In the age of digital transformation, our engineering cloud infrastructure team at Juniper was challenged with increasing demands to deliver modern cloud native technology stacks that would accelerate development life cycles, build automation for faster turnaround of software testing and improve engineering productivity. As many teams are facing similar challenges, we thought it would be helpful to share our best practices learned during the process.
Applications that can deliver digital transformation are increasingly containerized for more agile development, integration and deployment while maintaining stringent performance, security and cost expectations. Considering this, we quickly identified Kubernetes as an efficient way to schedule, manage and dynamically orchestrate those containers with its scale up/scale down capabilities and highly automated environment, but also realized that it does require deep management and tuning expertise to be most effectively deployed. As a first step in the evaluation process, we identified five critical requirements that are common across many enterprises:
- Automation: The team wanted to make sure they could deploy in an automated fashion to minimize manual intervention and rework.
- Enterprise-level reliability, availability, and scalability to meet strict SLAs 24×7 with a follow-the-sun, global cloud operational model.
- Easy integration with existing data center storage, networking, and security solutions. We wanted to have a new solution that would integrate seamlessly with our current infrastructure footprint.
- Seamless Upgrades: Overall, we had concerns about our ability to keep up with the volume of Kubernetes upgrades that happen regularly. Given our prior experience with a number of other platforms, we didn’t want to be left with hard-to-upgrade technologies and lost time.
- Leveraging innovation without a large staff: Additionally, we wanted to leverage the innovation and flexibility of open source projects and communities without the pain of managing the software life cycle ourselves. At the scale that we were looking to implement Kubernetes, we would have to hire a fairly large team with the requisite skills and expertise. And, we quickly realized Kubernetes expertise is hard to come by and retain.
As with many enterprises, we studied several potential approaches, including DIY, commercial Kubernetes distributions, and managed Kubernetes as a service. After a close evaluation, we determined that only a managed Kubernetes service would match our requirements. The key benefits we identified included:
- Faster Time to Market: Managed Kubernetes enabled us to drive digital transformation and faster time to market by providing a flexible, scalable, on-demand infrastructure for the DevOps and CI/CD pipeline.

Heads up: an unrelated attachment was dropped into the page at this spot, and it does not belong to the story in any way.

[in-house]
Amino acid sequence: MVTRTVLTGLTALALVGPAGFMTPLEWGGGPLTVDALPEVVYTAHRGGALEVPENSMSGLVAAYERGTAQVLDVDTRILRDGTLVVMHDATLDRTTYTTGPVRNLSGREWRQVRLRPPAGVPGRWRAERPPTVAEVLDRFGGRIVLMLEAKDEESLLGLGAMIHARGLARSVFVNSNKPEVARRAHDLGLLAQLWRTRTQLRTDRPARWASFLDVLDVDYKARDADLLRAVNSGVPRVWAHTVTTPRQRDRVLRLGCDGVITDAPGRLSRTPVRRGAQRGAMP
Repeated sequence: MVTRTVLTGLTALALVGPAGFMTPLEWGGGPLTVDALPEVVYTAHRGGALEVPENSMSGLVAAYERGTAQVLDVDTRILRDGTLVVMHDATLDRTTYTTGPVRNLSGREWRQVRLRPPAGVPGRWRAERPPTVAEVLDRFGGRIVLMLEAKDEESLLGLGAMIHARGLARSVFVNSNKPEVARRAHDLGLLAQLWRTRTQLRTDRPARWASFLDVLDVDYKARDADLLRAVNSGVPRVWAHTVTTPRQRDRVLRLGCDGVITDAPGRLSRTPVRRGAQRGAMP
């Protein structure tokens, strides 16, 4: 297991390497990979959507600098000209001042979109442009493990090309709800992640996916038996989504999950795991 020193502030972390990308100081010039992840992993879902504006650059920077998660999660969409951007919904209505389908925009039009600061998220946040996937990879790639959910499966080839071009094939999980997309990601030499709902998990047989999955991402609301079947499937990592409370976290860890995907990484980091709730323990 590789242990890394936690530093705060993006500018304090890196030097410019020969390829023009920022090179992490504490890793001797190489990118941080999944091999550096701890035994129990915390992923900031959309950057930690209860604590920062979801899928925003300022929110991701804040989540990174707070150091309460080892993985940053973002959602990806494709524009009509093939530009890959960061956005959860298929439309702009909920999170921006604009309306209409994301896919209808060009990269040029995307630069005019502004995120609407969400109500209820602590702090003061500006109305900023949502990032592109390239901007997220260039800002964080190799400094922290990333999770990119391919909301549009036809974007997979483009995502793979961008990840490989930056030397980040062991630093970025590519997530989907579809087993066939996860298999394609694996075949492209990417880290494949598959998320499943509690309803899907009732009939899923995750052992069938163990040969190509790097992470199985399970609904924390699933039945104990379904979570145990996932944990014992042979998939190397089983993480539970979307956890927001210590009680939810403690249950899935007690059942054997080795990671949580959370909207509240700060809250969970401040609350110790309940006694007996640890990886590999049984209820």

- Smoother Upgrades and Open Source Innovation: Taking a maintenance window for a nonstop Kubernetes offering is very disruptive. Managed Kubernetes’ rolling upgrades capability avoids disruption and down-time. This also provides all the benefits of open source innovation on a continuous basis.
- Lower TCO: Lower Kubernetes engineering personnel costs, strategic personnel redeployment and enhanced operational simplicity helps enterprises like us achieve significant TCO savings when compared to competitive solutions.
- Day-2 Operations Simplification: Managed Kubernetes, with its SLA-backed service, addresses our focus on running managed Kubernetes 24×7 in an efficient way.
- Faster Time to Value: Had we attempted to implement Kubernetes by itself, it would have taken six to 12 months to reach production stage with global deployments. A managed Kubernetes solution achieved this in just a few weeks.
Many organizations may still naturally shy away from open-source technologies. However, with the increasing availability of a next-generation SaaS management plane architecture, there are now resources that provide the operational simplicity and ease-of-use of public clouds while simultaneously delivering the most open environment using upstream Open Source cloud-native stacks, e.g., Kubernetes, Prometheus, Istio, and OpenStack. This makes it easy to standardize and scale operations across the infrastructure.
Working in a SaaS model, we now have access to a central operational console and a single pane of glass for all Kubernetes clusters, no matter their location. As a result, we no longer have to worry about the operational burden of up-time/SLA management, upgrades, security patches, and production outages. For us, a managed Kubernetes solution has proven to be the best of both worlds.
Feature image via Pixabay.